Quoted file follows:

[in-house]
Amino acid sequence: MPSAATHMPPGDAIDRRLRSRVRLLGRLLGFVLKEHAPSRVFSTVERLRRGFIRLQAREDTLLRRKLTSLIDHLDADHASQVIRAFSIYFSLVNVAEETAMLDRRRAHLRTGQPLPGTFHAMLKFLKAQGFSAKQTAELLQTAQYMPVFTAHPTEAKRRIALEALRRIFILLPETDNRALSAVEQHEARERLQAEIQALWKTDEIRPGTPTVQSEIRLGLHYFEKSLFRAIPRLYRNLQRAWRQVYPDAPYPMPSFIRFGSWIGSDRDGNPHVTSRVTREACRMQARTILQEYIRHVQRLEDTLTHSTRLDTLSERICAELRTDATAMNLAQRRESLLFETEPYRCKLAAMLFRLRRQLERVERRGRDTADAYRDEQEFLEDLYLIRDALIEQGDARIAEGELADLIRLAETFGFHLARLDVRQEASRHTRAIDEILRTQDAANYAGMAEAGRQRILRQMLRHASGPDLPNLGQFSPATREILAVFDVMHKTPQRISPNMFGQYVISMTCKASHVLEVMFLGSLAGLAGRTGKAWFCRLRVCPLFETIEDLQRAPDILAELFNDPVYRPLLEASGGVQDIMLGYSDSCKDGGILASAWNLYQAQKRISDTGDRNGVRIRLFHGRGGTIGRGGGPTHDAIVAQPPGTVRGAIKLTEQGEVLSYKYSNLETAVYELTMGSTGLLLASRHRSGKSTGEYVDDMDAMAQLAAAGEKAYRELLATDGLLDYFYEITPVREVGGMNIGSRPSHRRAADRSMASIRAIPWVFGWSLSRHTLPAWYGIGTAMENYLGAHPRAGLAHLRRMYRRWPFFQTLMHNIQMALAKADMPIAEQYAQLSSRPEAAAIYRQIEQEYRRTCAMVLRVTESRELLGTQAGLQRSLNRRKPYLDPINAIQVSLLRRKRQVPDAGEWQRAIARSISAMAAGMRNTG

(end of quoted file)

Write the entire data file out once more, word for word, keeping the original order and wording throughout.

[in-house]
Amino acid sequence: MPSAATHMPPGDAIDRRLRSRVRLLGRLLGFVLKEHAPSRVFSTVERLRRGFIRLQAREDTLLRRKLTSLIDHLDADHASQVIRAFSIYFSLVNVAEETAMLDRRRAHLRTGQPLPGTFHAMLKFLKAQGFSAKQTAELLQTAQYMPVFTAHPTEAKRRIALEALRRIFILLPETDNRALSAVEQHEARERLQAEIQALWKTDEIRPGTPTVQSEIRLGLHYFEKSLFRAIPRLYRNLQRAWRQVYPDAPYPMPSFIRFGSWIGSDRDGNPHVTSRVTREACRMQARTILQEYIRHVQRLEDTLTHSTRLDTLSERICAELRTDATAMNLAQRRESLLFETEPYRCKLAAMLFRLRRQLERVERRGRDTADAYRDEQEFLEDLYLIRDALIEQGDARIAEGELADLIRLAETFGFHLARLDVRQEASRHTRAIDEILRTQDAANYAGMAEAGRQRILRQMLRHASGPDLPNLGQFSPATREILAVFDVMHKTPQRISPNMFGQYVISMTCKASHVLEVMFLGSLAGLAGRTGKAWFCRLRVCPLFETIEDLQRAPDILAELFNDPVYRPLLEASGGVQDIMLGYSDSCKDGGILASAWNLYQAQKRISDTGDRNGVRIRLFHGRGGTIGRGGGPTHDAIVAQPPGTVRGAIKLTEQGEVLSYKYSNLETAVYELTMGSTGLLLASRHRSGKSTGEYVDDMDAMAQLAAAGEKAYRELLATDGLLDYFYEITPVREVGGMNIGSRPSHRRAADRSMASIRAIPWVFGWSLSRHTLPAWYGIGTAMENYLGAHPRAGLAHLRRMYRRWPFFQTLMHNIQMALAKADMPIAEQYAQLSSRPEAAAIYRQIEQEYRRTCAMVLRVTESRELLGTQAGLQRSLNRRKPYLDPINAIQVSLLRRKRQVPDAGEWQRAIARSISAMAAGMRNTG